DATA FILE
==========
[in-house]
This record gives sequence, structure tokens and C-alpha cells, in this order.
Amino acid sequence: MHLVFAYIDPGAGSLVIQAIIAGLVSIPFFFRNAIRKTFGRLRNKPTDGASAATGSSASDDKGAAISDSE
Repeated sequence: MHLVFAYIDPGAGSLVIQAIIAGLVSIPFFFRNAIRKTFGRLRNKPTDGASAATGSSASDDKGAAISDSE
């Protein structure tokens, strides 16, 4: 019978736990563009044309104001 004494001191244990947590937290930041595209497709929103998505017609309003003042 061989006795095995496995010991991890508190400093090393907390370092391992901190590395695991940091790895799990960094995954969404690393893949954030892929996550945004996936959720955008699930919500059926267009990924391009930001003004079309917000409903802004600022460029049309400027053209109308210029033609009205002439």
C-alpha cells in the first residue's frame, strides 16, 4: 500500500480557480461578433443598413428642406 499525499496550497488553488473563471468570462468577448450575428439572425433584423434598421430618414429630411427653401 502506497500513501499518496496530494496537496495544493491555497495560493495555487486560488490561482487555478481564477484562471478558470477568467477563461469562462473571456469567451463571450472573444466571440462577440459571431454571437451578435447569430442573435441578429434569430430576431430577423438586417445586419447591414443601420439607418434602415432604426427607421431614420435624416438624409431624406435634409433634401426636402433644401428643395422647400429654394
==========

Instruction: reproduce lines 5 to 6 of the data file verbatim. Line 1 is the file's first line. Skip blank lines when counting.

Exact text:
């Protein structure tokens, strides 16, 4: 019978736990563009044309104001 004494001191244990947590937290930041595209497709929103998505017609309003003042 061989006795095995496995010991991890508190400093090393907390370092391992901190590395695991940091790895799990960094995954969404690393893949954030892929996550945004996936959720955008699930919500059926267009990924391009930001003004079309917000409903802004600022460029049309400027053209109308210029033609009205002439």
C-alpha cells in the first residue's frame, strides 16, 4: 500500500480557480461578433443598413428642406 499525499496550497488553488473563471468570462468577448450575428439572425433584423434598421430618414429630411427653401 502506497500513501499518496496530494496537496495544493491555497495560493495555487486560488490561482487555478481564477484562471478558470477568467477563461469562462473571456469567451463571450472573444466571440462577440459571431454571437451578435447569430442573435441578429434569430430576431430577423438586417445586419447591414443601420439607418434602415432604426427607421431614420435624416438624409431624406435634409433634401426636402433644401428643395422647400429654394